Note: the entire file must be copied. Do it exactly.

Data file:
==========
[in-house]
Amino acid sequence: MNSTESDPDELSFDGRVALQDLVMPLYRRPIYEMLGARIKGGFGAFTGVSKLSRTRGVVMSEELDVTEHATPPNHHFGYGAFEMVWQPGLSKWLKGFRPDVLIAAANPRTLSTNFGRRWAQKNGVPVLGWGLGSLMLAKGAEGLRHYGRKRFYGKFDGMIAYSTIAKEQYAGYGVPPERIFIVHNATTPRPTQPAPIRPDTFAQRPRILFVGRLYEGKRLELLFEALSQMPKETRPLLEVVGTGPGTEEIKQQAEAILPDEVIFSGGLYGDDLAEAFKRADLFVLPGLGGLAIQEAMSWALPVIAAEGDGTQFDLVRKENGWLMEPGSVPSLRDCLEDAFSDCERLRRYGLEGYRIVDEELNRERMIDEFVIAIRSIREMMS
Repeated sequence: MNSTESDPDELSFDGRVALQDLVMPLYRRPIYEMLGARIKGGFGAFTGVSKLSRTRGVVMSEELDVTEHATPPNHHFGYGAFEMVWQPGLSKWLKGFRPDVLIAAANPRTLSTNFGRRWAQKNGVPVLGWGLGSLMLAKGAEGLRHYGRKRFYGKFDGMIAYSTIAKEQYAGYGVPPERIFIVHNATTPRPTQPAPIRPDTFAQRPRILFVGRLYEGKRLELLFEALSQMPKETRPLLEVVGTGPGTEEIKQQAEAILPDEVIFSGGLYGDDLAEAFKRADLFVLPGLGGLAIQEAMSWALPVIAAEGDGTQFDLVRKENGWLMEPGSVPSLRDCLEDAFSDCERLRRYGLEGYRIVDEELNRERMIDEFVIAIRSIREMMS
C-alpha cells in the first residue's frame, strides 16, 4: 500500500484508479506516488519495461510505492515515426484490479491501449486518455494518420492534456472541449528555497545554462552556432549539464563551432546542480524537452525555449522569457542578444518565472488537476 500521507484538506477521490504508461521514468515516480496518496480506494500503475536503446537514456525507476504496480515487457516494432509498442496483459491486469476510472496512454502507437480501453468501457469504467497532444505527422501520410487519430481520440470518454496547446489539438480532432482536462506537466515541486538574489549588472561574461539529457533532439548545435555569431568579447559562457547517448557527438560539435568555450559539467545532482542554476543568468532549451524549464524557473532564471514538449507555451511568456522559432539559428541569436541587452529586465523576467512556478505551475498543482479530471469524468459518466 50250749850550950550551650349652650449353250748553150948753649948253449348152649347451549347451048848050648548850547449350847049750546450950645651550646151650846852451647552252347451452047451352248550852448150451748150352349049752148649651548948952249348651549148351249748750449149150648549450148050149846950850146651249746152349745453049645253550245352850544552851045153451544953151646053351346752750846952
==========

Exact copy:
[in-house]
Amino acid sequence: MNSTESDPDELSFDGRVALQDLVMPLYRRPIYEMLGARIKGGFGAFTGVSKLSRTRGVVMSEELDVTEHATPPNHHFGYGAFEMVWQPGLSKWLKGFRPDVLIAAANPRTLSTNFGRRWAQKNGVPVLGWGLGSLMLAKGAEGLRHYGRKRFYGKFDGMIAYSTIAKEQYAGYGVPPERIFIVHNATTPRPTQPAPIRPDTFAQRPRILFVGRLYEGKRLELLFEALSQMPKETRPLLEVVGTGPGTEEIKQQAEAILPDEVIFSGGLYGDDLAEAFKRADLFVLPGLGGLAIQEAMSWALPVIAAEGDGTQFDLVRKENGWLMEPGSVPSLRDCLEDAFSDCERLRRYGLEGYRIVDEELNRERMIDEFVIAIRSIREMMS
Repeated sequence: MNSTESDPDELSFDGRVALQDLVMPLYRRPIYEMLGARIKGGFGAFTGVSKLSRTRGVVMSEELDVTEHATPPNHHFGYGAFEMVWQPGLSKWLKGFRPDVLIAAANPRTLSTNFGRRWAQKNGVPVLGWGLGSLMLAKGAEGLRHYGRKRFYGKFDGMIAYSTIAKEQYAGYGVPPERIFIVHNATTPRPTQPAPIRPDTFAQRPRILFVGRLYEGKRLELLFEALSQMPKETRPLLEVVGTGPGTEEIKQQAEAILPDEVIFSGGLYGDDLAEAFKRADLFVLPGLGGLAIQEAMSWALPVIAAEGDGTQFDLVRKENGWLMEPGSVPSLRDCLEDAFSDCERLRRYGLEGYRIVDEELNRERMIDEFVIAIRSIREMMS
C-alpha cells in the first residue's frame, strides 16, 4: 500500500484508479506516488519495461510505492515515426484490479491501449486518455494518420492534456472541449528555497545554462552556432549539464563551432546542480524537452525555449522569457542578444518565472488537476 500521507484538506477521490504508461521514468515516480496518496480506494500503475536503446537514456525507476504496480515487457516494432509498442496483459491486469476510472496512454502507437480501453468501457469504467497532444505527422501520410487519430481520440470518454496547446489539438480532432482536462506537466515541486538574489549588472561574461539529457533532439548545435555569431568579447559562457547517448557527438560539435568555450559539467545532482542554476543568468532549451524549464524557473532564471514538449507555451511568456522559432539559428541569436541587452529586465523576467512556478505551475498543482479530471469524468459518466 50250749850550950550551650349652650449353250748553150948753649948253449348152649347451549347451048848050648548850547449350847049750546450950645651550646151650846852451647552252347451452047451352248550852448150451748150352349049752148649651548948952249348651549148351249748750449149150648549450148050149846950850146651249746152349745453049645253550245352850544552851045153451544953151646053351346752750846952